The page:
Bran’s character and his merging with the world illuminate one way in which masculinity might be embodied as a site of connection rather than isolation. Discussing psychic powers in Fantasy fiction generally, Lenise Prater in “Queering Magic” (2016) argues that they “help to reimagine the boundaries between the self and the other, and this destabilization of the unified masculine subject provides space for an alternative understanding of identity” (23). Bran’s potential is also noted by Pascal Massie and Lauryn Mayer, who argue in “Bringing Elsewhere Home: A Song of Ice and Fire’s Ethics of Disability” (2014) that “Bran’s paralysis allows him, paradoxically, to move more freely: to cross two borders, the first one, of a shamanistic nature, between humans and animals, the second of a metaphysical nature between mind and body” (53). This movement is not necessarily of the liberating kind usually associated with the crossing of boundaries; as I have noted, Bran takes psychological control of Hodor in multiple scenes. Nevertheless, Bran’s altered subjectivity has significant implications for his relationship to patriarchal kinship and gender norms; his disruption of normative ideas about Cartesian dualism, identity, and subjectivity is demonstrated through his psychic bonds with the natural world, specifically animals and trees.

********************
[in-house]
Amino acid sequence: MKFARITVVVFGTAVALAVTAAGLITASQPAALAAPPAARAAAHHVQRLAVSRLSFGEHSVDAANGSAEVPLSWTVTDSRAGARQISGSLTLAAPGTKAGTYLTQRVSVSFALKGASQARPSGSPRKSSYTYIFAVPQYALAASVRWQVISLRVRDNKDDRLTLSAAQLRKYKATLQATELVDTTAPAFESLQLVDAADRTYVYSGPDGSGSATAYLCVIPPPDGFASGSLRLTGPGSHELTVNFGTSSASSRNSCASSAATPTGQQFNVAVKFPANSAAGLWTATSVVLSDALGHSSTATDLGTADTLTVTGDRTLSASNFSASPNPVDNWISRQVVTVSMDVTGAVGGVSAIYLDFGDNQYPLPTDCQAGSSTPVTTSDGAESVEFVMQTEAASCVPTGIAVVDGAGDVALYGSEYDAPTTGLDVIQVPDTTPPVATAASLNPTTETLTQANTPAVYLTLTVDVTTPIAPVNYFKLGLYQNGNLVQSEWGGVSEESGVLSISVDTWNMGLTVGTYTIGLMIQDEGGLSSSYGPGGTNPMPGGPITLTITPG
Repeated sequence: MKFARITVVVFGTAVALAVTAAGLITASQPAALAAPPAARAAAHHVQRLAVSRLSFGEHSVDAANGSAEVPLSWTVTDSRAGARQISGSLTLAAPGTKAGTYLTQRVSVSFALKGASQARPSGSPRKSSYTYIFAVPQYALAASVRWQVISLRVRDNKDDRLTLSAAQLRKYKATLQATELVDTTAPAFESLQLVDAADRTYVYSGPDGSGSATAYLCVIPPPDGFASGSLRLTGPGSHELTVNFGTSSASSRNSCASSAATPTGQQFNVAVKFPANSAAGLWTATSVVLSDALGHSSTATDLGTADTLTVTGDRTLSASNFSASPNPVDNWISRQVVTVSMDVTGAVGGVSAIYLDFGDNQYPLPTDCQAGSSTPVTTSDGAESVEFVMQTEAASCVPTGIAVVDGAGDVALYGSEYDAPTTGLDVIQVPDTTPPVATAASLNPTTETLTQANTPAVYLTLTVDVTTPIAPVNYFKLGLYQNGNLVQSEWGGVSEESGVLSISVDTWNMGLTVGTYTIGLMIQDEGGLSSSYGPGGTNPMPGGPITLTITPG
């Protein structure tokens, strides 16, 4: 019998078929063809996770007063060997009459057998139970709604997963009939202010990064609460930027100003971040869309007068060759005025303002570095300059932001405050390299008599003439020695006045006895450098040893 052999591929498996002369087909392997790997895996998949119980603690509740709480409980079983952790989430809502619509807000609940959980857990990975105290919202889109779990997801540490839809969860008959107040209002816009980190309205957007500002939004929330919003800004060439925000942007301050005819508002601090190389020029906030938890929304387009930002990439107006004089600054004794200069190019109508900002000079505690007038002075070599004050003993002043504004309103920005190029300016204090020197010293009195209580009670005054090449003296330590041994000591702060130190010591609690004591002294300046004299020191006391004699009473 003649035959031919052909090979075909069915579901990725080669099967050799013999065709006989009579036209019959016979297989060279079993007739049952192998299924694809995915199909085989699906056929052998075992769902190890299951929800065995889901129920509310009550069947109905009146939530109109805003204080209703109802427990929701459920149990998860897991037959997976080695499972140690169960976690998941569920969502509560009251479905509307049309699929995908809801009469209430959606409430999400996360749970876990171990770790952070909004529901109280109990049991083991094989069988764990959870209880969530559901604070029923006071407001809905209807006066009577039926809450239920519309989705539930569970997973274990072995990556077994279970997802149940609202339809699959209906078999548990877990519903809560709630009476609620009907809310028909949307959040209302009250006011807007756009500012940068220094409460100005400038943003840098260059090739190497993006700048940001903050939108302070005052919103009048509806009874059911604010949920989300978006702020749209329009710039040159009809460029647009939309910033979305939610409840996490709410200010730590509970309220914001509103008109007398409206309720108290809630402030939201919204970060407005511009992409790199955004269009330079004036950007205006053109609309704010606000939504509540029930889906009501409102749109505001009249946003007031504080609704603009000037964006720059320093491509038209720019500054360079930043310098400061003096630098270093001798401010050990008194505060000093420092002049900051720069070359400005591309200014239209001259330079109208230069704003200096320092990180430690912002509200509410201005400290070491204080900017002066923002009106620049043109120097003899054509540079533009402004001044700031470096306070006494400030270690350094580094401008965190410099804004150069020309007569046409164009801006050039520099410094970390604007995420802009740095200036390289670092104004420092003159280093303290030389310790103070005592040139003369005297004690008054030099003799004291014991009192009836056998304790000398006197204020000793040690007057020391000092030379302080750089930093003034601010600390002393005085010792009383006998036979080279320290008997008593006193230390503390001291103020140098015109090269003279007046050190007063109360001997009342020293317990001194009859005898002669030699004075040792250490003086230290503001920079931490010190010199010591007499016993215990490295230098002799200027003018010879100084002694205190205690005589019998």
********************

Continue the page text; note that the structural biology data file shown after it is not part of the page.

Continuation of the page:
The practice of reproducing queerly by spreading one’s consciousness has valuable implications for how audiences are led to understand masculinity. T.A. Leederman contends in Mastering the Game of Thrones: Essays on George RR Martin’s A Song of Ice and Fire (2015) that, “A Song of Ice and Fire suggests that hegemonic knowledge alone cannot solve our problems; we must look back, to earlier eras now wreathed in legend, and sideways, to other species, for new conceptual tools and ways of being in the world” (A Thousand Westerosi Plateaus: Wargs, Wolves and Ways of Being, 193). Key among these diverse ways of being is a sense of connection: “Bran is learning to see the world as a plane of immanence, of all people, times and happenings occurring in a web of connections, actions and reactions” (200). The “web of connections” facilitates a conception of subjectivity that breaks away from the patriarchal model, wherein the male body is singular, closed, and stable, and acts only in the interests of the self and for the purpose of perfectly reproducing the culture that sustains it. In Game of Thrones, Bran’s narrative reveals that patriarchal violence – such as that which underpins the version of knighthood to which he once aspired – can only bring about domination and abjection, whereas models that thrive on connection and mutual co-operation can provide a means of repeating that is not dependent upon others’ destruction.